Tasmanian Times

Environment

Catastrophe likely if rapid extinctions continue: UN

AUSTRALIA and the world must make prevention of the rapid rate of species extinction a political priority or face an environmental catastrophe, the head of an international biodiversity convention has warned.

In an interview with the Herald, the executive secretary of the United Nations Convention on Biological Diversity, Ahmed Djoghlaf, said the legally binding 2010 target to stop the decline in biodiversity would not be met.

Dr Djoghlaf said the world, including Australia, must work next year towards a new international agreement – similar to the UN Treaty on Climate Change – including a 2020 target to halt species extinctions.

Biodiversity is the number and variation of plants and animal species on the planet and the way they interact with each other. It is crucial to Earth’s functioning including agriculture, water quality and pollination.

Ecologists believe the Earth is experiencing the sixth mass extinction of species in its history – losing species at up to 1000 times the normal rate – and the first caused by humans.

The landmark 2005 Millennium Ecosystem Assessment found that 60 per cent of ecosystem services that help Earth function – such as pollination – were under threat or being used unsustainably by humanity.

Speaking in Montreal, Dr Djoghlaf said increased urbanisation had been the primary driver of biodiversity loss as it encouraged over-consumption, unstainable production levels and broke connections between humans and nature. ”The world is becoming more and more urban – last year marked a shift when we had more people living in cities than in rural areas. The battle for biodiversity will be won or lost in our cities.”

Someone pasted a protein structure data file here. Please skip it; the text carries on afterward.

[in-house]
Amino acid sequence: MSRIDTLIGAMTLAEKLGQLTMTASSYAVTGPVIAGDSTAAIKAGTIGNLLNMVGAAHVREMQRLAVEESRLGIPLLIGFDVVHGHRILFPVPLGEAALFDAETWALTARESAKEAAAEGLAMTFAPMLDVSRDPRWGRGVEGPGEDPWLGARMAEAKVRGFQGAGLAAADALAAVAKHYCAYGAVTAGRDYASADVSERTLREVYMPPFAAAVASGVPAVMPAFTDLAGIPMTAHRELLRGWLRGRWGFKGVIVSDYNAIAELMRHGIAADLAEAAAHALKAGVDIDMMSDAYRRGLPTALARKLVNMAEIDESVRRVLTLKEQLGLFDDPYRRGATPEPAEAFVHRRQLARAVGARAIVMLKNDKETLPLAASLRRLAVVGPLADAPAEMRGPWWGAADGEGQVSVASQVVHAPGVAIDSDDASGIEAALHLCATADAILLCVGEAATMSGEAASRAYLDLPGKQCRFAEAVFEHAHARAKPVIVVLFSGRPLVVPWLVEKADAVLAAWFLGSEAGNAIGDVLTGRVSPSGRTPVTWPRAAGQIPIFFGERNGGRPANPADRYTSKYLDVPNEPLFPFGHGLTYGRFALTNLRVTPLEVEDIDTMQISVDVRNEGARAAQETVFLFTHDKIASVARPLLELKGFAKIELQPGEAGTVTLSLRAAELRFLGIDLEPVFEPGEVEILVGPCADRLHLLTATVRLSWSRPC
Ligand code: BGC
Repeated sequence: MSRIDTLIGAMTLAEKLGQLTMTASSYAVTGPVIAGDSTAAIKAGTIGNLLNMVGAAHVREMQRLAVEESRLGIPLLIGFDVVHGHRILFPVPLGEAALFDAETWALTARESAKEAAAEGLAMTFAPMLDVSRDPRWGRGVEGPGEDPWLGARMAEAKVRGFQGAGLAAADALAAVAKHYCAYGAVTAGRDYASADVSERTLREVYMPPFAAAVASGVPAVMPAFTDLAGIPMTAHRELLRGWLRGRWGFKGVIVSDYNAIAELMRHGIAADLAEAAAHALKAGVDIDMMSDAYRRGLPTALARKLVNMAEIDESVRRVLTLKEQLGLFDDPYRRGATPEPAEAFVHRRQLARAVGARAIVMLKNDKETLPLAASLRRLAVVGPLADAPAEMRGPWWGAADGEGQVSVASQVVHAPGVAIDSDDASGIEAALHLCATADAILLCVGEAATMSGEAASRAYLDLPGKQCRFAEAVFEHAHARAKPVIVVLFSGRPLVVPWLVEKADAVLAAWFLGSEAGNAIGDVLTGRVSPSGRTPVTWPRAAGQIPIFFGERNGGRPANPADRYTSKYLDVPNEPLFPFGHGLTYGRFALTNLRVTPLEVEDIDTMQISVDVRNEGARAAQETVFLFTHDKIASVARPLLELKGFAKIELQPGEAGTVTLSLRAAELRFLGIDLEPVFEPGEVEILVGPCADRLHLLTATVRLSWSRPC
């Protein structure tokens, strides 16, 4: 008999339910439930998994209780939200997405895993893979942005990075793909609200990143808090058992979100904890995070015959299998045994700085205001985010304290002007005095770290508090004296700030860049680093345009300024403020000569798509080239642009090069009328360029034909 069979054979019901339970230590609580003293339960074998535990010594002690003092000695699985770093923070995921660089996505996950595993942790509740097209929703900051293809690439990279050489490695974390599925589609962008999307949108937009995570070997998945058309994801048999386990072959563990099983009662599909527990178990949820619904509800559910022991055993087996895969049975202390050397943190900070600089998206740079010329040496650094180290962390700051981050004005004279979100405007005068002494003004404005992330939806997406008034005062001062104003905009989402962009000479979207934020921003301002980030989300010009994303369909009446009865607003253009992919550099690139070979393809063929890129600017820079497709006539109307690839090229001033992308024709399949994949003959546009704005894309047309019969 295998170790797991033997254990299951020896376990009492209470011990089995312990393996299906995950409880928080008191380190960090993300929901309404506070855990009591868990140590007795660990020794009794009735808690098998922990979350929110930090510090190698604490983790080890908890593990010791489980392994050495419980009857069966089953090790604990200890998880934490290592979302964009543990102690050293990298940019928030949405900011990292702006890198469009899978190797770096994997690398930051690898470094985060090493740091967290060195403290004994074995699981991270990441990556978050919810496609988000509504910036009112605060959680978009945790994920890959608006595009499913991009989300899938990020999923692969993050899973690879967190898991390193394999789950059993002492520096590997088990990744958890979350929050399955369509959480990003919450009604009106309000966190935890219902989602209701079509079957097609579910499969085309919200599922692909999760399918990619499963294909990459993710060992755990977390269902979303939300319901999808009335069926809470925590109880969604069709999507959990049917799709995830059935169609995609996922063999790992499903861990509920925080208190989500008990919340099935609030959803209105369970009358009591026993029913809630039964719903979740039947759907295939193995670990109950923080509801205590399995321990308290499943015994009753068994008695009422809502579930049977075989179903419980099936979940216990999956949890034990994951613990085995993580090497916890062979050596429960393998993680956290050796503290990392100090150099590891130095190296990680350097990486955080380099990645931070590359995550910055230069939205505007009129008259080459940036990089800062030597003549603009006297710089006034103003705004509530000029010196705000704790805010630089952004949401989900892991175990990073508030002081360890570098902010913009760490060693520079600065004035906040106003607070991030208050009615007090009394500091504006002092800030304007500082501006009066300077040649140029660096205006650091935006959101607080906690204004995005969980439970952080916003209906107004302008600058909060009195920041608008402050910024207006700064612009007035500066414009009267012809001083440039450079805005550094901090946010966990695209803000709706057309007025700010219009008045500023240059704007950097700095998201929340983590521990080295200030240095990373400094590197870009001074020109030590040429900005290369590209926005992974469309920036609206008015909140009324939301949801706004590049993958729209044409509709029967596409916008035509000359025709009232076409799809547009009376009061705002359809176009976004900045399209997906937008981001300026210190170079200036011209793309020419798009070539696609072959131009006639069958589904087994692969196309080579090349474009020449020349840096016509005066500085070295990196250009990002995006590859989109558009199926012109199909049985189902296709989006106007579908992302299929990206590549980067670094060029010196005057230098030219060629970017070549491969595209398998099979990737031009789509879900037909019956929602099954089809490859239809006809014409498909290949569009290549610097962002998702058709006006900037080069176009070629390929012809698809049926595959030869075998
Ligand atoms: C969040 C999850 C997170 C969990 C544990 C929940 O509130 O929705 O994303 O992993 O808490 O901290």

Dr Djoghlaf said the ecological footprint of humanity is 20 per cent higher than it can withstand.

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4 Comments

4 Comments

  1. Russell

    November 15, 2009 at 8:31 pm

    Oh, I forgot to mention whaling, shark and other fishing practices. Krill will be next.

  2. Russell

    November 15, 2009 at 8:30 pm

    Garrett acknowledges the findings and blames Australia’s failure to reach bio-diversity targets on the Howard Government, but what exactly has he done in two years himself?

    A short list to ponder this; the recent north-western Australian marine oil spill, the struggling river systems, the proposed Tamar Valley pulp mill, forestry clear-felling and practices in general, land-clearing, the Tasmanian Devil, the Koala, the use of toxins and chemicals which enter our water, acid-leach mining, GMOs.

  3. Mike Bolan

    November 15, 2009 at 4:49 pm

    If one specific species became extinct then the problems would be solved for all of the others, who would be able to survive quite well without us.

  4. Kim Peart

    November 15, 2009 at 8:00 am

    It is hard to believe, but koalas are affected by urbanisation, with populations down to maybe 45,000. Part of the problem in this war against Nature is building suburbs that exclude Nature and remove koala homes, trees and their little highways. It would be possible to design suburbs to be koala-friendly, but the focus has been so tightly bound to the property values of polished houses and fast highways, that the koala may now be on the road to extinction. Our society has failed to hear calls for environmental sustainability and now we pay he price and we will all be poorer for it if we lose the koala.

    In a similar way, it is impossible to be alive and not read stories about homelessness. Like the doom of the koala, unemployment and under-employment, why has homeless become such a stubborn part of the Australian landscape? Do we look further than the fierce interest in skyrocketing property values, where the real estate industry has become an alternative State and police force, vetting who gets a roof with rules to match skyrocketing property values

    Environmental sustainability and social equity are two sides of the same coin. Until we re-evaluate the fundamental philosophy of how we build our society and communities, homelessness and the demise of the koala will be our monuments to greed.

    Kim Peart

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